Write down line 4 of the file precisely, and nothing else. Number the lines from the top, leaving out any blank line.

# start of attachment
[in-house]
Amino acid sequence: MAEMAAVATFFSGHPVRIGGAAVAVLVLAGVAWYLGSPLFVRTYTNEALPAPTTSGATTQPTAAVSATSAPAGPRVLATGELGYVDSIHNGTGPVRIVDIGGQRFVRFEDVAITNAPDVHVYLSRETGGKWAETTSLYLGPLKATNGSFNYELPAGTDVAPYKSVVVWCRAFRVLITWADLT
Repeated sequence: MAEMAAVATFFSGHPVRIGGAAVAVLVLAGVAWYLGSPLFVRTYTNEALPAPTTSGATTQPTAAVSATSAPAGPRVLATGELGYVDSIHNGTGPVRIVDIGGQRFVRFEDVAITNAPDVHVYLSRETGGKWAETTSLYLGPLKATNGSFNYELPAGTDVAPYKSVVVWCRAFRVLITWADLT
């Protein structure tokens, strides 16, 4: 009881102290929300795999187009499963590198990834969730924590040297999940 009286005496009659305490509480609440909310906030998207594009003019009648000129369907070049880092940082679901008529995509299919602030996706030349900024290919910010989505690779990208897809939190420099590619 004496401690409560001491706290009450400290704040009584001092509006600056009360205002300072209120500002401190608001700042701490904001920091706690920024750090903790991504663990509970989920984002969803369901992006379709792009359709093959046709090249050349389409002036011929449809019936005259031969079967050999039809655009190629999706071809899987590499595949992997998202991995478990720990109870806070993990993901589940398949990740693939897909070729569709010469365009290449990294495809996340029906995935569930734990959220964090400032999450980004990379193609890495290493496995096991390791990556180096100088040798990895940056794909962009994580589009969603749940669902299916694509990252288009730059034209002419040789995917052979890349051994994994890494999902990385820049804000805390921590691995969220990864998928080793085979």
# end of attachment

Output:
């Protein structure tokens, strides 16, 4: 009881102290929300795999187009499963590198990834969730924590040297999940 009286005496009659305490509480609440909310906030998207594009003019009648000129369907070049880092940082679901008529995509299919602030996706030349900024290919910010989505690779990208897809939190420099590619 004496401690409560001491706290009450400290704040009584001092509006600056009360205002300072209120500002401190608001700042701490904001920091706690920024750090903790991504663990509970989920984002969803369901992006379709792009359709093959046709090249050349389409002036011929449809019936005259031969079967050999039809655009190629999706071809899987590499595949992997998202991995478990720990109870806070993990993901589940398949990740693939897909070729569709010469365009290449990294495809996340029906995935569930734990959220964090400032999450980004990379193609890495290493496995096991390791990556180096100088040798990895940056794909962009994580589009969603749940669902299916694509990252288009730059034209002419040789995917052979890349051994994994890494999902990385820049804000805390921590691995969220990864998928080793085979």